When we study perturbations of gravity in a flat space, we can think of them as gravitational waves that propagate from different sources and at some point they collide with each other. When this happens, if the waves were very big, they would produce a black hole and therefore change the background geometry from the previous flat one to the one that surrounds the hole. However, since we are free to choose perturbations as little as we want, we can always select them not to form the black hole but to cross each other without interacting and continue propagating infinitely. What Dias and his fellows computed is that when we tried to reproduce this scheme in the interior of AdS, things are radically different because of the boundaries of the spacetime.
In this case, we can again think of the perturbations as gravitational waves that collide and we are still able to choose them little enough not to form a black hole when crossing each other but, contrary to the flat space example, and since AdS has boundaries, they do not travel infinitely but instead they are reflected from the boundaries, allowing them to cross again and again after every reflection. This fact together with the result of the equations of motion for these perturbations, which say that their intensity grows with time while they propagate, do the trick. Even if we choose them to be little enough not to form the black hole in their first crossing, they could do it in their second or third one and, eventually, they will always do it, destroying the background geometry.
The relevance of this results comes from the fact that this instability only shows when the perturbations are chosen to be non-linear, a thing that physicists usually do not do when studying perturbations for good reasons (mostly because computing outside of the linear regime is a really pain in the neck and sometimes even impossible). This is, maybe, the reason why this instability has been hidden till now.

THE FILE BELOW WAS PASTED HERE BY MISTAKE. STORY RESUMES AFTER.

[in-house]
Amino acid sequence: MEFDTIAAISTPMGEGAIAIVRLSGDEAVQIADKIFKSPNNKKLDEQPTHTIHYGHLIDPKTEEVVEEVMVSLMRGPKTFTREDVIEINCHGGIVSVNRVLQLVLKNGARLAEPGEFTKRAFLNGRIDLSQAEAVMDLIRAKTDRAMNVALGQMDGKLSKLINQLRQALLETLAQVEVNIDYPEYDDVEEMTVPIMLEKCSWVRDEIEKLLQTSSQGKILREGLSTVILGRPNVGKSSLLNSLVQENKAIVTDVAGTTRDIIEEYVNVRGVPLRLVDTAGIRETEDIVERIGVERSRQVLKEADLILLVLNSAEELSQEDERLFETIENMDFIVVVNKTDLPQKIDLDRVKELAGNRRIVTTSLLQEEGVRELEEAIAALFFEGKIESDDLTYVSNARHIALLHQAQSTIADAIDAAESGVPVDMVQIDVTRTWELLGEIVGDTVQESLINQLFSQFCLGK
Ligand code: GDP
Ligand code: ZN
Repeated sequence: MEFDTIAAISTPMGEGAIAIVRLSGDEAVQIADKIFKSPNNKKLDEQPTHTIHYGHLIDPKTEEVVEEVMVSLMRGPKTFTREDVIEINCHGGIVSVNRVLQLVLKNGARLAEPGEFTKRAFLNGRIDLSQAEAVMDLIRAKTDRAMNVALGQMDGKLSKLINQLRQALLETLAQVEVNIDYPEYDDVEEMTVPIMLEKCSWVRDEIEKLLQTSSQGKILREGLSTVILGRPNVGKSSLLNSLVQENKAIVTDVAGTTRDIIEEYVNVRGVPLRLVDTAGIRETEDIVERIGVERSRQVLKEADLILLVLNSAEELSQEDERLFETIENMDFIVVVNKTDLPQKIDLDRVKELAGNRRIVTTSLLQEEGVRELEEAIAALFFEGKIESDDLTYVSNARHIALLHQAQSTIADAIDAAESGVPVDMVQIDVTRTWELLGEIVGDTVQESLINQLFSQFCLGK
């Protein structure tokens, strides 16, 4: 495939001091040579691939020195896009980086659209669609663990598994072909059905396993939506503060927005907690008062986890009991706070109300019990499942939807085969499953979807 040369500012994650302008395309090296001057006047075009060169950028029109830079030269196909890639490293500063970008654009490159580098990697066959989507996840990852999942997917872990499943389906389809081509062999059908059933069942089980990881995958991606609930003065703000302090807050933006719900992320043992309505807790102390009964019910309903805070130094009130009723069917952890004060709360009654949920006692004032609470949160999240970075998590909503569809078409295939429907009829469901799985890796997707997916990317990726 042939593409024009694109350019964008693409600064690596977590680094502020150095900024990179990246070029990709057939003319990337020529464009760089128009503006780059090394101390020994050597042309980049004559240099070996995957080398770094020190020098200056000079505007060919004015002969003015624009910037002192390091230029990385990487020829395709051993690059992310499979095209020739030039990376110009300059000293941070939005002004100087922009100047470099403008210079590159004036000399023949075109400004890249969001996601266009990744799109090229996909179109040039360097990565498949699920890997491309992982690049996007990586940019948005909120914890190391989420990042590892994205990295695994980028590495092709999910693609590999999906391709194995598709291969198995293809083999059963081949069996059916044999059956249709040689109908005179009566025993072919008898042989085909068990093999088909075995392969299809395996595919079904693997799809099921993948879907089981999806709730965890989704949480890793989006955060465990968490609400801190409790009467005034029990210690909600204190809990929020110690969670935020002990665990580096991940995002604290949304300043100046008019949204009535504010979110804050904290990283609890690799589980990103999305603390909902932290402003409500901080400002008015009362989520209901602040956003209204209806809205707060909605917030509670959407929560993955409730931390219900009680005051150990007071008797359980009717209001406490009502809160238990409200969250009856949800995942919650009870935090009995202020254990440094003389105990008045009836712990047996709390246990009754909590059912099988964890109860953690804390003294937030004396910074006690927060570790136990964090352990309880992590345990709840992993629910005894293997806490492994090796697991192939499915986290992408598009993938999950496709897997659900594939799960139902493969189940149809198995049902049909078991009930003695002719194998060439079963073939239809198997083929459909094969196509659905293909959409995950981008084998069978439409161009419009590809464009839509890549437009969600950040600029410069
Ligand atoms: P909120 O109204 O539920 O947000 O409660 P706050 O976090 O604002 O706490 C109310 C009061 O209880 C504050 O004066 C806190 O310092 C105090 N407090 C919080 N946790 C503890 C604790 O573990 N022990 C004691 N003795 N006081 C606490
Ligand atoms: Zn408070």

However, there are still things to be studied after this very first result. As the authors themselves say, their result is strictly classic so it still has to be reviewed in the light of quantum theory. Their argument is that in the quantum regime, the black hole could not form, but things are still not clear. Also, another con of this computation is that it is done in 2+1 dimensions instead of the 3+1 ones of our (observable) universe. However, Dias et al state in their conclusions that they have found similar results in that scenario, but a real proof is not published yet.
Even with those little inconveniences, the result achieved by O. Dias, G. Horowitz and J. Santos is extremely interesting and I am pretty sure that it will produce a lot of responses from the scientific community, especially in the light of AdS/CFT duality, one of the hottest topics of our days, which relates gravity on AdS spaces to field theories in a very interesting way. But this is another story and shall be told another time.
- “Gravitational turbulent instability of anti-de Sitter space”, Óscar J. C. Dias et al, Class. Quantum Grav. 29, 194002 (2012) ↩